Seeking to ease the pressure on first time buyers and boost the supply of new property, UK Chancellor Philip Hammond outlined a package of measures in his Autumn Budget on Tuesday 21 November.
Cutting Stamp Duty for first time buyers on property up to £300,000 (and on the first £300,000 of homes up to £500,000), he ensured that the budget received a warm welcome from young people and their parents, as they continue to face obstacles in becoming home-owners.
Chancellor Hammond estimated that the change would help ’95 per cent’ of first time buyers. Property professionals warned that removing Stamp Duty could simply lead to higher prices, but the Institute for Fiscal Studies pointed out that buyers would still benefit from the change, since ‘the amount they had to pay in buying the house would be fully reflected in the value of the house, instead of some of it going in tax.’
The giveaway was part of a £15 billion tranche of funding to address the UK’s housing issues, as supply and demand drift further apart, leaving many residents unable to afford their own homes. Around £8 billion of the total is to provide guarantees for house builders, to encourage them to develop hundreds of thousands of properties each year.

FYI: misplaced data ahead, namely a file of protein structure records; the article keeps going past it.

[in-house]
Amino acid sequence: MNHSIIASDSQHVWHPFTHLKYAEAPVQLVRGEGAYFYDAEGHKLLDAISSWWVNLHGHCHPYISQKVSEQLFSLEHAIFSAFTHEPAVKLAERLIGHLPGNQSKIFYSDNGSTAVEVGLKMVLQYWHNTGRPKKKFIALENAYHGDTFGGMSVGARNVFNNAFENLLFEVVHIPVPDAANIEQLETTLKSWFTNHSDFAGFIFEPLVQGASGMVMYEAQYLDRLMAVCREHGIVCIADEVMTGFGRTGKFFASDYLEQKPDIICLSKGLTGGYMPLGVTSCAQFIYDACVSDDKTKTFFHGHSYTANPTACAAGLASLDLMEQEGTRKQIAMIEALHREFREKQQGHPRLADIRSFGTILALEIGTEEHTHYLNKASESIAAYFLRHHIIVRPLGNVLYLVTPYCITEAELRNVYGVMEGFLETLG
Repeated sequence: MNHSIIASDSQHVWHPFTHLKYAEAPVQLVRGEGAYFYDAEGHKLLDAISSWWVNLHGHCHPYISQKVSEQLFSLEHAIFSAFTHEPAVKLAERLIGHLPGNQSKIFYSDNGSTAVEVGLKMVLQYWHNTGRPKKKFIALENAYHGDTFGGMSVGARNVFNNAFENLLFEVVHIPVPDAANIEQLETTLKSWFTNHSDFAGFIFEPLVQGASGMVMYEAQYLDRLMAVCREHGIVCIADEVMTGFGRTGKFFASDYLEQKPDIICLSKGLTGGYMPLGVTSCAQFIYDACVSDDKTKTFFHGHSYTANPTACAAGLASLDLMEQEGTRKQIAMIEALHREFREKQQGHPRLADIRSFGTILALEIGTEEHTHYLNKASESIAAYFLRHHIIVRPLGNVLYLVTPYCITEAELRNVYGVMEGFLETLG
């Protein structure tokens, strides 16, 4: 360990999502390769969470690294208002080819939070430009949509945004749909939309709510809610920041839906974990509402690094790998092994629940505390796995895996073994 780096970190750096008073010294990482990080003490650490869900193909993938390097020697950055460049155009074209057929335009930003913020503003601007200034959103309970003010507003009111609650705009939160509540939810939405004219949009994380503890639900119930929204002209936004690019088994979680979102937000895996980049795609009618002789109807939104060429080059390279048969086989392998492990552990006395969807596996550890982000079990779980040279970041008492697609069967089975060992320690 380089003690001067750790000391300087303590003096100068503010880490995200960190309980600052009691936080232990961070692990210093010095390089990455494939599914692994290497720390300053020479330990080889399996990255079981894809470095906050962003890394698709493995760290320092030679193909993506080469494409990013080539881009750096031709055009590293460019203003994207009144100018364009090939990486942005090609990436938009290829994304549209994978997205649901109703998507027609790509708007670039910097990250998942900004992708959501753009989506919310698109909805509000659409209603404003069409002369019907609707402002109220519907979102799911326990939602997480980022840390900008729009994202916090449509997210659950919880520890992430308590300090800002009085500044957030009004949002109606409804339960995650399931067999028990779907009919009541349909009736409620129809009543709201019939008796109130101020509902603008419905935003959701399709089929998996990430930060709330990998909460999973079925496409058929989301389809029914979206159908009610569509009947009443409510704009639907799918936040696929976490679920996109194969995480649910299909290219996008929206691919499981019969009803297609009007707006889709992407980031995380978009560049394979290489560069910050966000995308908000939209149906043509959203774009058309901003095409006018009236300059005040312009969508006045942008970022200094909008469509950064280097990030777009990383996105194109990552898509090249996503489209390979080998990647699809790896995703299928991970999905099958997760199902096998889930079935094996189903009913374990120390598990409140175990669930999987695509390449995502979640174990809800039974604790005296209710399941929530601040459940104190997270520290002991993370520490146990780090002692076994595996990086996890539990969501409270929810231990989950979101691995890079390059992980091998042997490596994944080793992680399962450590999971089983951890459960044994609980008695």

The Chancellor also promised to address ‘land banking’, to encourage more prompt development of available land. Real estate commentator Russell Quirk applauded the move and called for tax incentives for developers, “so that they actually build rather than land bank.” He added that reclassifying some areas of the UK’s green belt could “go a long way in addressing the shortage of property.” Embarrassingly, it emerged that Philip Hammond has a financial interest in a developer – Castlemead Limited – that had left a plot empty for seven years after winning permission to develop it.
Further into the future, Hammond announced that non-resident companies with income from property assets in the UK will be charged corporation tax, rather than income tax, from April 2020. This could provide a welcome bonus for these companies, since corporation tax is currently lower than income tax, although it can be more complex to administer.
Non-resident owners of UK residential property should also note that the Finance (No. 2) Act, which came into force on 16 November, makes them liable for inheritance tax.
Although there remain uncertainties about the UK’s economic performance in the years to come, the health of its property sector remains robust, with these latest measures designed to ensure its continued strength.